White Murder

Every year in Italy one million accidents occur in the places where people work. 15000 casualties in the last ten years, 4 a day, one every 7 hours. The dead count can be compared only to that of a war.

In 2011 will recur the 150th anniversary of Italy’s Unity. A unification which seems still far away both socially and politically but which becomes absolute and indisputable when it concerns the workers death.

“White deaths” is the word used to refer to those who lose their life while they are at work. But in the dictionary of Italian language this term does not exist, not with this meaning at least. Whereas “White murder” is defined as “the death of workmen caused by the lack of adequate safety measures”.

The justice of the words lies in the fact that they will not let the grains of truth slip away, not even a single one.

Putting the two words together, side by side, “white death” and “white murder” we understand that the most important unknown has been removed from the equation: the responsibility of the action and the guilt of those who perpetrated it.

The “White Murder” project wants to narrate, through words and images, the stories of very different people, the ground they walked on, the physical and spiritual trace they seem to have left in the places where they lived their lives. Tales and pictures sharing the same stage, a whole country where, all of a sudden, there are no geographic boundaries or social differences, but only bearing in one’s mind this simple, devastating principle: the death of working people.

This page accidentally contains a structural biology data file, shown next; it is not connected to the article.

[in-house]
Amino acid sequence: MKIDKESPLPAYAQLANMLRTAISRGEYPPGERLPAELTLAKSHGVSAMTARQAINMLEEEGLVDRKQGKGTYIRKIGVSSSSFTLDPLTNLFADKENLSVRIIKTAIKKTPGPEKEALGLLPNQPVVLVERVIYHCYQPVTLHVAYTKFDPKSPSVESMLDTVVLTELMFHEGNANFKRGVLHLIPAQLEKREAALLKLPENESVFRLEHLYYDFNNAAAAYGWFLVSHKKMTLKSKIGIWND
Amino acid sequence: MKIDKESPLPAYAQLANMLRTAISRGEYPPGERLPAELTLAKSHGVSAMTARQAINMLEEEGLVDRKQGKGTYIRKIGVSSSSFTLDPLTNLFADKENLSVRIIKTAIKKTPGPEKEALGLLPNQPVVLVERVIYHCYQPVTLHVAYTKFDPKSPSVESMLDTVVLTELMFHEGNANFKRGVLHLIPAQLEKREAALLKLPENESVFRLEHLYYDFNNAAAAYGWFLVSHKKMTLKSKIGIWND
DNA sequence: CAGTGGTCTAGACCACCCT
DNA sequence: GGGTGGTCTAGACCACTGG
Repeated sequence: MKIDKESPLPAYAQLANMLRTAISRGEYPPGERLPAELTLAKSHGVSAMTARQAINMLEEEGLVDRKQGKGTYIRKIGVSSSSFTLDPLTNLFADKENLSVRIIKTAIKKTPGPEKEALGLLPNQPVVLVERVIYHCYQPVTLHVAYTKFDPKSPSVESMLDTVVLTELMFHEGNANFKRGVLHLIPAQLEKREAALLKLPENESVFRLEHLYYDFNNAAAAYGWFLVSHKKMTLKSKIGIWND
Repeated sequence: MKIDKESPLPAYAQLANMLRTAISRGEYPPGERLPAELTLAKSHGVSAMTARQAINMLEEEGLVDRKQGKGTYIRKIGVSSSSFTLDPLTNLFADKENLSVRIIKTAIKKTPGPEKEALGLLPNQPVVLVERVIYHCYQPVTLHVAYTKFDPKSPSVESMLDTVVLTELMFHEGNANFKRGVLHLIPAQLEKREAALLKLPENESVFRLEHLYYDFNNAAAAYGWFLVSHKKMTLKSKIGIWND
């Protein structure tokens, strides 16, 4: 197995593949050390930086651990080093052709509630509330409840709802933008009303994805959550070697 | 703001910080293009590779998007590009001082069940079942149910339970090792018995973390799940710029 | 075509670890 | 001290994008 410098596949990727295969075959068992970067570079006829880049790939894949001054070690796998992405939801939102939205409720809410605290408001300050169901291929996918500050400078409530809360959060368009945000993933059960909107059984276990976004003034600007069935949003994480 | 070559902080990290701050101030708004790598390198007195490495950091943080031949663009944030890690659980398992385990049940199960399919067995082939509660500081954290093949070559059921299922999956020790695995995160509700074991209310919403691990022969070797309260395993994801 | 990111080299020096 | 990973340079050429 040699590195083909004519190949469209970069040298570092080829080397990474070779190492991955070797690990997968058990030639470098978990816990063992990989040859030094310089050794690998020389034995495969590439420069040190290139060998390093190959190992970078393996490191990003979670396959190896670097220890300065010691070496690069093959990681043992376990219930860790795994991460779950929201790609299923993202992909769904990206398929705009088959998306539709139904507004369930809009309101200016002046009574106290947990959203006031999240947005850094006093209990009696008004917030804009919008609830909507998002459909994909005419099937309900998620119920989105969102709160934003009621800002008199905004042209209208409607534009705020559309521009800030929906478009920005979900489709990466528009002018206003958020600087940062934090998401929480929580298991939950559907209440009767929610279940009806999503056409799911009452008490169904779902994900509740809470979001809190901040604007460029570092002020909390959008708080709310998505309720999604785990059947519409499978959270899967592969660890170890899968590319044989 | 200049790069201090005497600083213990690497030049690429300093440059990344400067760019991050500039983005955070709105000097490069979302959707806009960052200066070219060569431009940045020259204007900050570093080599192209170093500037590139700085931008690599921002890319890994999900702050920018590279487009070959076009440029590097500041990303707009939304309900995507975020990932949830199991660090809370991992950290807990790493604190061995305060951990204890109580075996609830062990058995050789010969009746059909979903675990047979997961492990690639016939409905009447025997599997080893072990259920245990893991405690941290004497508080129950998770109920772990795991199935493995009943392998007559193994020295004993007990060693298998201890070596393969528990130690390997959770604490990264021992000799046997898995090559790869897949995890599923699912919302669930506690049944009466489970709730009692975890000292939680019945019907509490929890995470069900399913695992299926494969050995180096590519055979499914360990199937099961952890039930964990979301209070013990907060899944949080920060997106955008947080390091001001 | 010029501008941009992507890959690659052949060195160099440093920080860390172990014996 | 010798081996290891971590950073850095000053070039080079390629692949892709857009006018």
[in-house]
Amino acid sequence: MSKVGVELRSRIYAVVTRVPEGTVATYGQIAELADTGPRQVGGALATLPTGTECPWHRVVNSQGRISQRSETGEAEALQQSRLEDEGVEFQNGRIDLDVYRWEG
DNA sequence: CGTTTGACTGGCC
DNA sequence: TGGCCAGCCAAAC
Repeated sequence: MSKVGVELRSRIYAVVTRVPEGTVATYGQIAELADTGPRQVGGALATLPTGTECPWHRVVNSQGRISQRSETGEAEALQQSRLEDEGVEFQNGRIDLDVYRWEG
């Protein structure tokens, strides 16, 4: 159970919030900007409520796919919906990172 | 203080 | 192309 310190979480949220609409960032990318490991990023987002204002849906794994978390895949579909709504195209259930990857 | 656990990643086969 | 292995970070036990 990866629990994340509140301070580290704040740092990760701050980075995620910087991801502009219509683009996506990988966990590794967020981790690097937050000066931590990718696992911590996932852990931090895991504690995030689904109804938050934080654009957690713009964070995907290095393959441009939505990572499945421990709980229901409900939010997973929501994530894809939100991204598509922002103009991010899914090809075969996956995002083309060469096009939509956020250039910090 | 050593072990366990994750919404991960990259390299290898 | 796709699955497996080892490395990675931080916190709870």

The anniversary of the Italian Unification is a tangible, unquestionable, historic event. But which criteria make it relevant under a human point of view? Can we say a country is really “United” because the value of people’s lives equals to zero all over its territory?

These two themes must be placed one in front of the other like two foes who are forced to stare at what they hate. It’s necessary because when somebody will finish reading this presentation the count of dead workmen will have to be updated again.

These shameful figures are like quicksand where it’s impossible to lay any basis, a platform from which we could at least understand the problem as a whole. The anniversary of Italy’s Unification must become such a platform.

The project has chased this insatiable domino effect across all regions. Words and images took us in the most different places, factories, fields, windmills, freeways, supermarkets. We must walk in each and every of them, squatting at the entrance of a pit, on a lamppost, inside the belly of a steel and iron plant. The tales of those people and their traces will cause these structures to collapse burying our thoughts alive.

We need to stop, to understand, to take conscience and It’s a really dangerous job.


Text by Giacomo Barba